It is unlikely they would further increase MIR as that would in effect amount to an outright ban on bringing a non-EU spouse to this country.

The reason MIR at £18,600 was accepted by the court and not struck down or reduced was the fact that it is the amount where both couples cease to qualify for any benefits therefore the government has met their legitimate aim of protecting the tax payers money.

The challenge to the MIR also failed on the fact that the ECJ Court dealt with a case years ago concerning The Netherlands where they did not oppose the MIR requirement.

Nevertheless there are some positives from this judgement for those couples with children.

matt1020
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Re: Supreme Court to hand down judgment in MM Case

Post by matt1020 » Wed Feb 22, 2017 6:21 pm

Today’s ruling doesn’t come as a surprise but it’s disappointing for all those of us who were hoping for a bit of a break. There are a couple of facts I find confusing about how the MIR is calculated – maybe someone would like to clarify or speculate on these?

Firstly, the first £16,000 in savings is disregarded because ‘it is the cut-off point above which a person would no longer be entitled to benefits’. On my spouse’s visa it states clearly that she has no recourse to public funds. If I suddenly found myself out of work and I made a claim for JSA, or some other benefit, we would be assessed as a couple and hence ‘we’ would not be entitled to any benefits. As couples in our position are not entitled to receive any benefits, I don’t understand why the financial requirement for savings isn’t simply £46,500 (i.e £18,600 x 2.5).

Secondly, the MIR makes no consideration of a person’s outgoings. It’s quite feasible that a higher earner who can meet the MIR also has higher outgoings and other debts, so that their net income is significantly lower than someone who cannot meet the MIR. For example, my income is only just above the £18,600 threshold but I own my home out right. If I had to rent a property or pay a mortgage, the minimum I would pay in this area would be in the region of £500-600/month. There’s £6,000-7,000 a year straightaway that I don’t need to pay out.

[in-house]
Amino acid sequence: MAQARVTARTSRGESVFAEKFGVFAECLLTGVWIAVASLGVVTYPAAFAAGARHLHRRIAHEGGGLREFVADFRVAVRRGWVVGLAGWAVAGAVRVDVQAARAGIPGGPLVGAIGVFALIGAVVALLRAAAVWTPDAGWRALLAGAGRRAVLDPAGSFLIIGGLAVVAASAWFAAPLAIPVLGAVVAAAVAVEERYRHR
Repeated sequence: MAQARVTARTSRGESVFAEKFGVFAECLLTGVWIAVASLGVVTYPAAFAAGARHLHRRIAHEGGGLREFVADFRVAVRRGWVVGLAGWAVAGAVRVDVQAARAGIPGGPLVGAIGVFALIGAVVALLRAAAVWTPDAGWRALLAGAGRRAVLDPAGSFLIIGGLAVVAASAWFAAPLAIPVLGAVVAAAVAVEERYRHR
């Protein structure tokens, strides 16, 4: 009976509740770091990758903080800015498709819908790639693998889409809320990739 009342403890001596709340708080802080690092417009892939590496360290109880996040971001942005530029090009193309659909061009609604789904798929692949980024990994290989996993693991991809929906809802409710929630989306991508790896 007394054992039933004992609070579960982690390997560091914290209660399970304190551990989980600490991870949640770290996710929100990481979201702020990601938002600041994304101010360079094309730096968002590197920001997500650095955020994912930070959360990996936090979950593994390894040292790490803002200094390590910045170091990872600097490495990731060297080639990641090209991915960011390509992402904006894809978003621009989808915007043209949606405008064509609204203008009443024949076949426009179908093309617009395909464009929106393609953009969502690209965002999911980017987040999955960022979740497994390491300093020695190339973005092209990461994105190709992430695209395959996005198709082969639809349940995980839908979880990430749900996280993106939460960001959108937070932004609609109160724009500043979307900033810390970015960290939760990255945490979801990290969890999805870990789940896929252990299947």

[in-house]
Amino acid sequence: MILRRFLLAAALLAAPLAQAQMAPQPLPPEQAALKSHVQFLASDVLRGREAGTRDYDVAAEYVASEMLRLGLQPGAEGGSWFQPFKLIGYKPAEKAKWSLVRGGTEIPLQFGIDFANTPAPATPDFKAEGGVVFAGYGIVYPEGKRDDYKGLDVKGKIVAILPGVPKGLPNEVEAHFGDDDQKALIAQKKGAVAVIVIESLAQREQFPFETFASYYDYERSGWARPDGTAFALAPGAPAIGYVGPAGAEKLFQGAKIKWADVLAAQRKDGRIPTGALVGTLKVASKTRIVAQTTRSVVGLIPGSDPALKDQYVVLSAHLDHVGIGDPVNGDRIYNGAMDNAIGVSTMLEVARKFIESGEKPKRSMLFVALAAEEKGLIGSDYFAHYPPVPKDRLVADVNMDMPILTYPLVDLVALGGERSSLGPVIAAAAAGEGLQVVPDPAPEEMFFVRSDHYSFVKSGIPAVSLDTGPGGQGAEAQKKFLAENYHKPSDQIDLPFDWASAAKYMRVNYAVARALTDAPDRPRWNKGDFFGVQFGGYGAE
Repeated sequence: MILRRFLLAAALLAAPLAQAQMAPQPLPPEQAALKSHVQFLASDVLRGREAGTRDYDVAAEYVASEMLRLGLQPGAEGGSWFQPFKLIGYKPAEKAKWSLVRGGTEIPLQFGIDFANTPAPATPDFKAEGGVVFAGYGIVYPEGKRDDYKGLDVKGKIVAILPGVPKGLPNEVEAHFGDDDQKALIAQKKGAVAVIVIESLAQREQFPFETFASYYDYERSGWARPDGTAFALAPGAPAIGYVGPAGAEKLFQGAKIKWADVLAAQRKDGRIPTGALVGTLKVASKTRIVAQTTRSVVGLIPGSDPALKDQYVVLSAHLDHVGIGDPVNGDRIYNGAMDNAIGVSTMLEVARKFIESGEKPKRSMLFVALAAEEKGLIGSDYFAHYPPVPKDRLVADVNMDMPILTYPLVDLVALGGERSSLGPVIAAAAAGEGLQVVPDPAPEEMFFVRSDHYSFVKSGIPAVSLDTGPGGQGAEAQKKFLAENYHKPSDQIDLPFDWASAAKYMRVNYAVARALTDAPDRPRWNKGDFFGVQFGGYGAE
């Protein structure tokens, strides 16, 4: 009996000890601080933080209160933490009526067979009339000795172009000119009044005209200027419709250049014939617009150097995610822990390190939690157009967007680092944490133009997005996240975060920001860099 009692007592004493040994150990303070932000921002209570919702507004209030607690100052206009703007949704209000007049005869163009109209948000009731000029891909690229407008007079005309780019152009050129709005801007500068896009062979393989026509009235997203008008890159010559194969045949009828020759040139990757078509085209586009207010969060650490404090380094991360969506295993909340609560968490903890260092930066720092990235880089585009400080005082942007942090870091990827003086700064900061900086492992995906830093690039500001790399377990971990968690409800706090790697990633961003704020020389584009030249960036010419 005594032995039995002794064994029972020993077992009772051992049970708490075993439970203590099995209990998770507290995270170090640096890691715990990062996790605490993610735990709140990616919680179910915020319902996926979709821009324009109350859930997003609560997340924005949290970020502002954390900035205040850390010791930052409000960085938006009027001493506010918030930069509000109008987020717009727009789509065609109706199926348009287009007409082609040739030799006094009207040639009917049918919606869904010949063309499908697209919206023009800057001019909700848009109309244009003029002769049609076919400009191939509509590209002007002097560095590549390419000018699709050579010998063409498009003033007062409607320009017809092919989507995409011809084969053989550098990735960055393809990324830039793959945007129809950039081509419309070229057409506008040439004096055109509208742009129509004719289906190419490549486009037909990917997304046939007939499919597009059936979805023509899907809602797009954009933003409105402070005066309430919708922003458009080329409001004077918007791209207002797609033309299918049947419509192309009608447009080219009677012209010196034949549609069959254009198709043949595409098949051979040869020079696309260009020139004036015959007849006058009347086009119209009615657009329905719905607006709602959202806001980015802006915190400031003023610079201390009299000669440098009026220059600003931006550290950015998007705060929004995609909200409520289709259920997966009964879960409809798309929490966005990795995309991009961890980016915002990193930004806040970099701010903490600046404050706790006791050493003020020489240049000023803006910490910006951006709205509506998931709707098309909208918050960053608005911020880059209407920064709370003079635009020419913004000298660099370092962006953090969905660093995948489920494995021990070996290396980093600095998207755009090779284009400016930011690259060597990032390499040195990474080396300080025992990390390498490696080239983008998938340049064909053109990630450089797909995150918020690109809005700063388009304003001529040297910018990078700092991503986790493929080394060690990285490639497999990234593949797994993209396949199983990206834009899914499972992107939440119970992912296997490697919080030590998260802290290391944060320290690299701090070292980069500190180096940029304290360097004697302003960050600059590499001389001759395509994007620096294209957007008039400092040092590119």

I understand from the judgement that other sources will be considered when they review the MIR, but as the government has effectively won this case, I can’t imagine this will be happening any time soon. I’m not sure what the timeframe is for the implementation of new legislation but I envisage it will be in the region of months/years – by which time my wife will already be a UK citizen, or we’ll have given up and left the country! :lol:

Obie
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Re: Supreme Court to hand down judgment in MM Case

Post by Obie » Wed Feb 22, 2017 11:35 pm

I must say that having had time to peruse the Judgement. I must say it is better than I thought it will be.